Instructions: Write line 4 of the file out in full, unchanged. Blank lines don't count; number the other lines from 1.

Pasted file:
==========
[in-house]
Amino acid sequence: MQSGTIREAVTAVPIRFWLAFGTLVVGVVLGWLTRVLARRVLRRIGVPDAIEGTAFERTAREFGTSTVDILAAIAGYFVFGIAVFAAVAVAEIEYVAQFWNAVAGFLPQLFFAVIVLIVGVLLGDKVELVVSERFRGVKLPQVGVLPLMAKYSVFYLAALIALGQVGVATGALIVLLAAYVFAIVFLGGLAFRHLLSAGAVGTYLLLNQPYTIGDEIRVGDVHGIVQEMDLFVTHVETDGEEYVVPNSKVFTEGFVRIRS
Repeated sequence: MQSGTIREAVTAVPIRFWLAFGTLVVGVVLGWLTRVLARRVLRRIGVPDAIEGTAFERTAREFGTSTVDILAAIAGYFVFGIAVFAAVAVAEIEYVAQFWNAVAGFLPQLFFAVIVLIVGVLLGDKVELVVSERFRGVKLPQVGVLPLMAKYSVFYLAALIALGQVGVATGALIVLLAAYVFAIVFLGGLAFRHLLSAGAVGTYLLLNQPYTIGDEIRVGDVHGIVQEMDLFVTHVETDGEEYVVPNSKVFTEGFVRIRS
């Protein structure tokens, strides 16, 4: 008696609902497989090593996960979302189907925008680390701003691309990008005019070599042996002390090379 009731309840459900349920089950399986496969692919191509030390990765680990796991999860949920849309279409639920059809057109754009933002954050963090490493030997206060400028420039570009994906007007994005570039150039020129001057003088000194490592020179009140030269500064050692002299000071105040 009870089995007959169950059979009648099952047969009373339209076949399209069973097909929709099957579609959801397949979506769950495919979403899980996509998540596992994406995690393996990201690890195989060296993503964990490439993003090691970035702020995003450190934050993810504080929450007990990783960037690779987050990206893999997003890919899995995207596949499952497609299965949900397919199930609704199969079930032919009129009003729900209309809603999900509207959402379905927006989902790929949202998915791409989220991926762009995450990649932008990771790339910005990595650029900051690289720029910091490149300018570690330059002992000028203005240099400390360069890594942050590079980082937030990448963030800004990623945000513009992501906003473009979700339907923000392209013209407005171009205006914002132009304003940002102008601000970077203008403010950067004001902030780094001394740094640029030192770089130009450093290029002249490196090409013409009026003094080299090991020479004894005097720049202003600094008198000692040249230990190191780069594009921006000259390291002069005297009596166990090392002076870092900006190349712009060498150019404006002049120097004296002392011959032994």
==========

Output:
């Protein structure tokens, strides 16, 4: 008696609902497989090593996960979302189907925008680390701003691309990008005019070599042996002390090379 009731309840459900349920089950399986496969692919191509030390990765680990796991999860949920849309279409639920059809057109754009933002954050963090490493030997206060400028420039570009994906007007994005570039150039020129001057003088000194490592020179009140030269500064050692002299000071105040 009870089995007959169950059979009648099952047969009373339209076949399209069973097909929709099957579609959801397949979506769950495919979403899980996509998540596992994406995690393996990201690890195989060296993503964990490439993003090691970035702020995003450190934050993810504080929450007990990783960037690779987050990206893999997003890919899995995207596949499952497609299965949900397919199930609704199969079930032919009129009003729900209309809603999900509207959402379905927006989902790929949202998915791409989220991926762009995450990649932008990771790339910005990595650029900051690289720029910091490149300018570690330059002992000028203005240099400390360069890594942050590079980082937030990448963030800004990623945000513009992501906003473009979700339907923000392209013209407005171009205006914002132009304003940002102008601000970077203008403010950067004001902030780094001394740094640029030192770089130009450093290029002249490196090409013409009026003094080299090991020479004894005097720049202003600094008198000692040249230990190191780069594009921006000259390291002069005297009596166990090392002076870092900006190349712009060498150019404006002049120097004296002392011959032994």